How Patrick Mahomes’ weakness displays his greatness
The Chiefs star’s success has come without the best friend to the modern QB
Patrick Mahomes has a weakness, and finding it made me appreciate his greatness even more.
In just two seasons as a starter for the Kansas City Chiefs, Mahomes has established himself as the most talented quarterback we have ever seen. In case you forgot how amazing he is, watch this play from last season:
— Kansas City Chiefs (@Chiefs) February 18, 2019
It appears the only thing that stands between him and the title of greatest of all time is time. What’s surprising is that all of his success has come without the best friend to the modern quarterback: the play-action (PA) pass. According to the numbers, Mahomes is not in the top 10 at executing the one play-concept that juices almost every other quarterback.
Here are the top 10 quarterbacks by Total QBR since Mahomes became the starter in 2018 (minimum of 20 games):
|Player||Total QBR||PA QBR||Non-PA QBR||Difference PA-Non|
The only other quarterback who is less efficient off of a play-fake than a straight dropback is Ryan Fitzpatrick, who is on his ninth team. That’s not the type of company we’d expect Mahomes to keep.
The act of faking a hand-off slows pass rushers, which makes the pocket more comfortable for the quarterback. And a convincing play-fake pulls in linebackers and safeties, which distorts zone coverages and allows route runners to get leverage in man coverage. Simply put, play action makes quarterbacks better.
So how is it possible that Mahomes is weak in this area? It must be someone else’s fault on the Chiefs, right?
The receivers, offensive line, offensive coordinator Eric Bieniemy and head coach Andy Reid are doing their part. According to NFL Next Gen Stats, on play-action passes Mahomes’ targets average 3.9 yards of separation versus 3.4 yards of separation on non-PA passes. And his targets’ drop rate is pretty consistent from PA (3.2%) to non-PA (3.5%).
I thought I solved the puzzle when I saw that the Chiefs’ pass rush win rate dropped from 51.3% for non-PA to 27.1% for PA snaps. But when you look at the more impactful protection stats, this theory falls apart.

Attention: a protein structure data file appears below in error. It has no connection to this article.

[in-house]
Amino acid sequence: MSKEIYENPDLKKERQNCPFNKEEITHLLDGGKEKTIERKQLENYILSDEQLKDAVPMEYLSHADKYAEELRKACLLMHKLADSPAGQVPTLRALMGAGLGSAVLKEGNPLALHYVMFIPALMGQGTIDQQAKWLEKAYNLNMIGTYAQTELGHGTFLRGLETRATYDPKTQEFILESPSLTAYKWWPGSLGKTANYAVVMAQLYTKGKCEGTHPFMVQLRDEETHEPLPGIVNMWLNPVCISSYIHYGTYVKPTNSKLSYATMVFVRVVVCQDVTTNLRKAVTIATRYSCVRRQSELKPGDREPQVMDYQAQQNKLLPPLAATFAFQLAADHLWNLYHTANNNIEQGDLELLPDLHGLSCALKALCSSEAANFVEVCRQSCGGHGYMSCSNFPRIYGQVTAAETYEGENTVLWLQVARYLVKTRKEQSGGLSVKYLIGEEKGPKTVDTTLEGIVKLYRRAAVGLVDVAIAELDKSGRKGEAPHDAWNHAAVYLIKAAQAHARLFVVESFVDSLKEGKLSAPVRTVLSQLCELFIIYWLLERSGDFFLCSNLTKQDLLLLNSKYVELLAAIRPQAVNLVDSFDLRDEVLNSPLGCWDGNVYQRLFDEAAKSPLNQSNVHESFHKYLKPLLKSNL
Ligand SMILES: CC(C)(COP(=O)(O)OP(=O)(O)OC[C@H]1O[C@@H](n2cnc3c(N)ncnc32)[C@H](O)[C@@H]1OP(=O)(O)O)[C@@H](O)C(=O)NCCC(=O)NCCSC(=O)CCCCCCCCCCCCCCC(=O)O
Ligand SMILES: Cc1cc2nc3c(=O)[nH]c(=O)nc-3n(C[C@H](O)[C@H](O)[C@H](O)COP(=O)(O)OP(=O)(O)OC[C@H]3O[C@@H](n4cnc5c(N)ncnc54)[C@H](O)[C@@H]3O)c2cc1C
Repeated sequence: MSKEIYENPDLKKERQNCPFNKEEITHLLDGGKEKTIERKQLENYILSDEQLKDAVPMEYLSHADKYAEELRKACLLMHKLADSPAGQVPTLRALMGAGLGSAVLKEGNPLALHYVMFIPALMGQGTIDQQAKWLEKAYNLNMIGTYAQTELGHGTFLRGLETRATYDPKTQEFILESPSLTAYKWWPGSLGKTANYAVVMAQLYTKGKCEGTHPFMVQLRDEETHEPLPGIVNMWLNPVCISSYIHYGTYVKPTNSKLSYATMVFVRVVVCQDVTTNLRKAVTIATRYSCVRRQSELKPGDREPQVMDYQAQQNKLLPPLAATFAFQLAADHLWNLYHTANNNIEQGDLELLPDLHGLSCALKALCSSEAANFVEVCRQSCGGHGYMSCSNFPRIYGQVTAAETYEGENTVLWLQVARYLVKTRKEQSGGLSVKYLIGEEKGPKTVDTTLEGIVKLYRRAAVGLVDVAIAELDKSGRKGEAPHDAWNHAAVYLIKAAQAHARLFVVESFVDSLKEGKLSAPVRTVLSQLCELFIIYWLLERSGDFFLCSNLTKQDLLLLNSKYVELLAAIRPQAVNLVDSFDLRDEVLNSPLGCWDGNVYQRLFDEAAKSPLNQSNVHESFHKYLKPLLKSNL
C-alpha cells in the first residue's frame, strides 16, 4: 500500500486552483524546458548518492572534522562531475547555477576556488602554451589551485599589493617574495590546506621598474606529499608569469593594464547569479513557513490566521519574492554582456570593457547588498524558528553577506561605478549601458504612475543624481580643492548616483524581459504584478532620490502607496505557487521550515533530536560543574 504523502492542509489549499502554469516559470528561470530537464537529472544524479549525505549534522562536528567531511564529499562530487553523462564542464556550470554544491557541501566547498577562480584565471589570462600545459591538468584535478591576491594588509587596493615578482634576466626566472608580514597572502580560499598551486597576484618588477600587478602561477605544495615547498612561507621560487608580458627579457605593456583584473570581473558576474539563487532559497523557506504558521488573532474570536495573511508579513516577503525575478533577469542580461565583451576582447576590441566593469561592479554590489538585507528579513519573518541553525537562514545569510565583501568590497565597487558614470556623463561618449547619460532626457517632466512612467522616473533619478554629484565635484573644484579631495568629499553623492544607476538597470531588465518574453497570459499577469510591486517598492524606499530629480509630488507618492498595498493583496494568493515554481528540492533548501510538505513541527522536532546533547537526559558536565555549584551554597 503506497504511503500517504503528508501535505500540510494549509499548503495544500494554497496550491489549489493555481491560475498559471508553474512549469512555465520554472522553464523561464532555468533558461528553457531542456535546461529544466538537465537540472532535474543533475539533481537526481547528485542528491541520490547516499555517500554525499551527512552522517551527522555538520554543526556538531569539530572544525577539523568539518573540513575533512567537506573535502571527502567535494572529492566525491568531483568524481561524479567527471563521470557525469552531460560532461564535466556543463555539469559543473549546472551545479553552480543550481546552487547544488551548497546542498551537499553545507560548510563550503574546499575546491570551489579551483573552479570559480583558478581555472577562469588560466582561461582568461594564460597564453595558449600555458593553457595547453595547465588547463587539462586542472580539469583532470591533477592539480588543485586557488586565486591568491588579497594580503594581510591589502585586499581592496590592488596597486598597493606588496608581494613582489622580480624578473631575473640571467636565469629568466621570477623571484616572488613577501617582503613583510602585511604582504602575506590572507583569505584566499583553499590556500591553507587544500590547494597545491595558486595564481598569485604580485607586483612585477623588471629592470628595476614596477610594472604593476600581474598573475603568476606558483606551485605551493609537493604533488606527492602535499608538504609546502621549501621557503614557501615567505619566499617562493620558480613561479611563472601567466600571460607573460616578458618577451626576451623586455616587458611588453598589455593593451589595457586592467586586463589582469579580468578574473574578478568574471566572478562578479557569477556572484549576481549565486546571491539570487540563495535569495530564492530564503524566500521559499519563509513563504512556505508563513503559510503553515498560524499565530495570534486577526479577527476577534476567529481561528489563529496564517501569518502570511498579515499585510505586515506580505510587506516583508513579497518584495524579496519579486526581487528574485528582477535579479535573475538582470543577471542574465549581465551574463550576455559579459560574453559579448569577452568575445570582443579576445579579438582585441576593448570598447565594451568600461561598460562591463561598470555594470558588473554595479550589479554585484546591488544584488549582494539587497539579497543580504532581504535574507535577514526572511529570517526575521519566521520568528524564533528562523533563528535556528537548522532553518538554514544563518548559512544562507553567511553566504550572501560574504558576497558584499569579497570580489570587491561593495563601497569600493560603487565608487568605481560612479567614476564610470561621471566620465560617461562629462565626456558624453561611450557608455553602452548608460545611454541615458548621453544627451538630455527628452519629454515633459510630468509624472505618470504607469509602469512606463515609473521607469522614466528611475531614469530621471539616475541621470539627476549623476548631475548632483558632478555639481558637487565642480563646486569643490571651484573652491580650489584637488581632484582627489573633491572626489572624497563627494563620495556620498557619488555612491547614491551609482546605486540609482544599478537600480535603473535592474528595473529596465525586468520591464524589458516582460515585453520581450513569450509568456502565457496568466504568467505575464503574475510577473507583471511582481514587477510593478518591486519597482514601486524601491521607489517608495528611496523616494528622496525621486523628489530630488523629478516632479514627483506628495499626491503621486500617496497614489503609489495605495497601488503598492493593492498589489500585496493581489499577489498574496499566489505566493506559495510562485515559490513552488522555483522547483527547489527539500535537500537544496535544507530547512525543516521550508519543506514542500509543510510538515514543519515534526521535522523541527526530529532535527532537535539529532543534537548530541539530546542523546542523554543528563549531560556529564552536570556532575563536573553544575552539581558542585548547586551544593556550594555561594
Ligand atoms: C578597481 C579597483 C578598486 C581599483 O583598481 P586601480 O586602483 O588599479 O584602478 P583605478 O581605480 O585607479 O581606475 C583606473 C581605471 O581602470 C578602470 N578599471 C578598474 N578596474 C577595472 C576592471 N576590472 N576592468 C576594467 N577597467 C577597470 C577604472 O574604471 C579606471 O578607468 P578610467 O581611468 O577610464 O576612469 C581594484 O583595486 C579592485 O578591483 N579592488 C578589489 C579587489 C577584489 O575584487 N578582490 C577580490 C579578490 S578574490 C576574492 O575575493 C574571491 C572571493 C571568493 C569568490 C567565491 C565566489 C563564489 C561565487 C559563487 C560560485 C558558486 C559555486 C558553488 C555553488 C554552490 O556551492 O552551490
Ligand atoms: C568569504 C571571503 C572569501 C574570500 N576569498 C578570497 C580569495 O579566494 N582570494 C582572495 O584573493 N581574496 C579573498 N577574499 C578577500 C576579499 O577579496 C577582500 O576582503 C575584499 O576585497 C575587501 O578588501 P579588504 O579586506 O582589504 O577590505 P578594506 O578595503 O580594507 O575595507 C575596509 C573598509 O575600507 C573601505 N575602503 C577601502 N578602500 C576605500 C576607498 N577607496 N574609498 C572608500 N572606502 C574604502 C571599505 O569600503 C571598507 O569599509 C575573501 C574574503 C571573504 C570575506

(no screen passes)
Mahomes is actually pressured and sacked at significantly lower rates on play-action snaps. Still, over the past two seasons he has been much worse on his 292 PA pass snaps than in his 758 passes on non-PA snaps.
There is no one left to blame but the man himself.
According to NFL Next Gen Stats, Mahomes’ off-target rate jumps from 17.5% in non-PA to 23% in PA. This contributed to a -4.3% drag on his expected completion percentage. The league average over that period was +2.6%. The dip in accuracy might explain his 2.33 touchdown/interception ratio in play action. That’s one interception for every two touchdowns. For comparison, on PA snaps over the same two-year period, Drew Brees has thrown zero interceptions to 19 touchdowns, and Russell Wilson has thrown one interception to 19 touchdowns. Mahomes’ ratio lands him between Baker Mayfield and Jared Goff.
This isn’t a new phenomenon. At Texas Tech, Mahomes’ QBR of 78.8 on non-PA snaps dropped to 74.6 on PA snaps. Minus 4.2 isn’t a lot, but the fact that it is not positive like almost everyone else is shocking.
Focusing on just this season’s QBR on play-action snaps, Mahomes is ranked 16th. He is a middle-of-the-pack quarterback. He did slightly improve in this area compared with last season — his QBR on PA snaps in 2019 is 74.7 compared with his 2018 QBR of 72.4 — but he’s still below league average.
So what could make the league’s best quarterback become worse when things get easier? It seems the answer is the obvious one: Play action is too easy for Mahomes. Relative to his peers, he is a better play-action quarterback when circumstances get tougher.
QBR Play Action Snaps
|Under Pressure||No Pressure|
(no screen passes)
With no pressure, Mahomes is an average quarterback by QBR. But under pressure his QBR is nearly double the average. And that’s the Patrick Mahomes that Chiefs fans love, opposing fans fear, and the rest of us watch with cheerful bewilderment.
Mahomes, who will play in his first Super Bowl on Sunday, excels under pressure. His throws and production routinely blow our minds. But to think that the 24-year-old has room to improve is a terrifying proposition.